The Ocean at the End of the Lane and the Hard Work of Simplicity

The Ocean at the End of the LaneOcean_at_the_End_of_the_Lane by Neil Gaiman is simply beautiful. Picking up this slender volume, it feels vaguely familiar; it’s about the size of the books I read as a child. Apt, because it reads like a fairy tail, and it breathed with life in my imagination. If The Ocean at the End of the Lane was the first Gaiman novel I read, I would have read the rest of his work immediately. So now I’m playing catch-up.

It’s a lean volume with lean prose and the main character feels tenderly, achingly real. I was disarmed by the book’s simplicity. My critical brain was quiet for a while. I felt immersed in the world without the need to analyze it. I think Hemingway would approve.

A man returns to his hometown for a funeral but wanders from the grieving mass, drawn on by vague memories. When he reaches the small pond on the Hempstock farm he knew as a boy, he vividly remembers his awful seventh birthday party, and the truly nightmarish events that followed.

When a boarder in his parent’s house commits suicide with the exhaust from the family car, our 7-year-old narrator barely comprehends the severity of what he sees. But something malevolent is creeping into the neighbourhood, and it has its sights on our little hero. And of course, the magical world of danger closing in on a young child is something that parents cannot see.

Our hero—unnamed and referred to in the first person as “I”, lending an effective personal slant to the story—has help only from the Hempstock women living on the farm down the road. 11-year-old Lettie, her mother and antediluvian grandmother, are odd, and just magical enough to seem like something out of the myths our hero reads compulsively.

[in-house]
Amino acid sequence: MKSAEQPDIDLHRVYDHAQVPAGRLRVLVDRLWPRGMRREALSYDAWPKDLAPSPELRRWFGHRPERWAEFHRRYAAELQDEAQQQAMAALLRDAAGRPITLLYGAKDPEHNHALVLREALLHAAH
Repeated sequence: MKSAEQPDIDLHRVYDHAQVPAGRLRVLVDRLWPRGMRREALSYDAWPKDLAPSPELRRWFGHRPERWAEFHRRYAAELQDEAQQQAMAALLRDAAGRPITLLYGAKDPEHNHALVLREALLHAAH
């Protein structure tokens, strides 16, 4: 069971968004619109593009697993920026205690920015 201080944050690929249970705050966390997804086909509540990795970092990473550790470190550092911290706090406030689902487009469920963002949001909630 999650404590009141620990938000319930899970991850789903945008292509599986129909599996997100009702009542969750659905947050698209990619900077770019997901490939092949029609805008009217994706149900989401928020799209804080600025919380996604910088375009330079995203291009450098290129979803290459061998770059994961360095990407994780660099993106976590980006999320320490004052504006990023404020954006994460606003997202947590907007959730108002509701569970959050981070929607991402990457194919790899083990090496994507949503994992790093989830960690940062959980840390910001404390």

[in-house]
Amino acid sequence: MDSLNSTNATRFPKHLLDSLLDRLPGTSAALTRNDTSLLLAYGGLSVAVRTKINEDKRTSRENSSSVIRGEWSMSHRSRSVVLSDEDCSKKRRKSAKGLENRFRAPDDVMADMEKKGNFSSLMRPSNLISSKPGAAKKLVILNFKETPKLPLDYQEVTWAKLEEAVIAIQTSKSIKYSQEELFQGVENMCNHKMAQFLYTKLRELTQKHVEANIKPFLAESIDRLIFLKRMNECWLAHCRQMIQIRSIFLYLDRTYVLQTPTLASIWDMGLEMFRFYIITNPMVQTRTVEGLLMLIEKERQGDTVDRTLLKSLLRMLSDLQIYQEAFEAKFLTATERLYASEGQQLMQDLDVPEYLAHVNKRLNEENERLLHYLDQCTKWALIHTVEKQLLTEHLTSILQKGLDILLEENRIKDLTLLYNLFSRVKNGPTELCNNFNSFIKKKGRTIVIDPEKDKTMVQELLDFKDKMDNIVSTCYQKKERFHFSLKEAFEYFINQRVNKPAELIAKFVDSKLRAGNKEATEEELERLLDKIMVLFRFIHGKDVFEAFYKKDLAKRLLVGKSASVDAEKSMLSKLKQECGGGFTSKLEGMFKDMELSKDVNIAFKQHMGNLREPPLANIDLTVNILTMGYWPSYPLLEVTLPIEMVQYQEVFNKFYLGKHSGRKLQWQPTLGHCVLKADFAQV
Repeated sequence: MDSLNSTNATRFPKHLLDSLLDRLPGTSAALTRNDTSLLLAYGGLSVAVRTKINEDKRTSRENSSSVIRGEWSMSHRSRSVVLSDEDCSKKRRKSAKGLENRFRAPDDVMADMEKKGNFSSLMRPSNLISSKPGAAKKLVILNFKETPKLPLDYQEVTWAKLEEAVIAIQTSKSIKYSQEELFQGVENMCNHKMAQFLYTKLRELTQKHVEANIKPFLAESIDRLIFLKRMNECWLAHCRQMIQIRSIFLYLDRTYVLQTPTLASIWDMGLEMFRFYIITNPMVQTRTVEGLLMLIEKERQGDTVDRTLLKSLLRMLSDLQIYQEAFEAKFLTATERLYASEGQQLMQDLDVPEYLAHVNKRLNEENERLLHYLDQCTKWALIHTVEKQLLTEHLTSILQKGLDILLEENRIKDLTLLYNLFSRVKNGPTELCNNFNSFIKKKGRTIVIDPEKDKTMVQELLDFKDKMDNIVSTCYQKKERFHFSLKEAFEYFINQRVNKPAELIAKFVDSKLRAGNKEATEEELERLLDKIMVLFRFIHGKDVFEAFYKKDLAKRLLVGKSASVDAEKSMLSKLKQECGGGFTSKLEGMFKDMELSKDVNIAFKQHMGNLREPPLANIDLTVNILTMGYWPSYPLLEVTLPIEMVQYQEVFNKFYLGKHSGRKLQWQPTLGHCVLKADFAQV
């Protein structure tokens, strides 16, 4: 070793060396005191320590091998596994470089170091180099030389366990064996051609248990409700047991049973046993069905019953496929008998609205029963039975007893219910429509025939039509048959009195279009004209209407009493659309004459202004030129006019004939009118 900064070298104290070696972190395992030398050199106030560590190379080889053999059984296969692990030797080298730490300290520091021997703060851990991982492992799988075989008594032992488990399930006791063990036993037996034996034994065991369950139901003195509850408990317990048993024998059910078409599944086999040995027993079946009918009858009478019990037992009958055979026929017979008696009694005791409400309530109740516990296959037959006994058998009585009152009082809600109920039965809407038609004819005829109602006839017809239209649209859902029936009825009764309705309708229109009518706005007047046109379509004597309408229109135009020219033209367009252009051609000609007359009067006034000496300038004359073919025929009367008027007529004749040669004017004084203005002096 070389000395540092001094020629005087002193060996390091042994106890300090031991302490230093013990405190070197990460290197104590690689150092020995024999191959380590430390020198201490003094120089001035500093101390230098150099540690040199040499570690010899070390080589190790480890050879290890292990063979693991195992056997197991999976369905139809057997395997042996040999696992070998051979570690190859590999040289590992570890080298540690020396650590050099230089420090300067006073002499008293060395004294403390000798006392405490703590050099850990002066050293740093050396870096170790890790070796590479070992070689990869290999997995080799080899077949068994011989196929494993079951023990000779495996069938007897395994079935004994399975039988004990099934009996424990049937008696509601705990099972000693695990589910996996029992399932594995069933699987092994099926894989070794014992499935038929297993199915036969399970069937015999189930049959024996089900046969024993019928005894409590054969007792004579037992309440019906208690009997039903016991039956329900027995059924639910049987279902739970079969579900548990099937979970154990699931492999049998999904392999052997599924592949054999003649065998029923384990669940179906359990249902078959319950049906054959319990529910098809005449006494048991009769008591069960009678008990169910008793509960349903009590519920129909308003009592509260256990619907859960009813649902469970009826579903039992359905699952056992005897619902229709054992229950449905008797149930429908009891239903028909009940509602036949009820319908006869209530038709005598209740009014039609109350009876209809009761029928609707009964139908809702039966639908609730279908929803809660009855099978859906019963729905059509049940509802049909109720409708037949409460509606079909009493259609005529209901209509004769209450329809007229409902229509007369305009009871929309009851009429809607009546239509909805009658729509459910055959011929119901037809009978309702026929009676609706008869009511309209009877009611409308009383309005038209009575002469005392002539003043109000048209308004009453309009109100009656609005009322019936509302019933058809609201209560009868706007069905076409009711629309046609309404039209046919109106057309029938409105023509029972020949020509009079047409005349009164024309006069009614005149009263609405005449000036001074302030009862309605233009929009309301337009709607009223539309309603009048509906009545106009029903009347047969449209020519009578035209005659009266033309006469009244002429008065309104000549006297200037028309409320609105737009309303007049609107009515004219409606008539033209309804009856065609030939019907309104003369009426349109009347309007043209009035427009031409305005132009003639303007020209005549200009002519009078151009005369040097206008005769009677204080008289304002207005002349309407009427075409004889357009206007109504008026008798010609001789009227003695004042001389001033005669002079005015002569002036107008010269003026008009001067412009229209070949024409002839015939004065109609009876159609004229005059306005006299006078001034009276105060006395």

When he realizes with Lettie’s help that the new boarder/nanny Ursula Monkton is in fact a horrific flapping monster of rotted cloth, he tries to point this out to his parents with predictable results. Ursula wins over his family with ease; only our narrator and the Hempstocks realize that a world of chaos has opened up beneath everyday life, and only they can set things right.

But The Ocean at the End of the Lane is far from a jaunty fantasy story. It is told delicately, remembered through the lens of a 7-year-old with such authentic emotion, such alienation from the adult world that it helps us to remember, like the pond in the story, a time when our inner suspicions had a deeper reality, and that we truly did sometimes have the weight of that world on our shoulders.

It’s a beautifully realized book. It’s brevity and tone, childlike reverence for the weird and total irreverence for the quotidian life of adulthood make The Ocean at the End of the Lane a riveting dream of a novel that should satisfy adults and kids alike, though hopefully those kids aren’t too young.

The one thing I didn’t like about the novel came in the acknowledgements. Here he thanks two dozen people for reading, re-reading, giving notes, complaining, and so forth. I was annoyed because the simplicity of the book, and its beautiful execution and realization by Gaiman are so good they feel like they’re cut from whole cloth.

That a world famous author at the top of his game should need such extensive notes and rewriting bothered me. With such obvious talent and vision, why should he have to work so hard? I want this guy basically to just exhale the book onto the page, as in Octavio Paz’s poem “Writing”: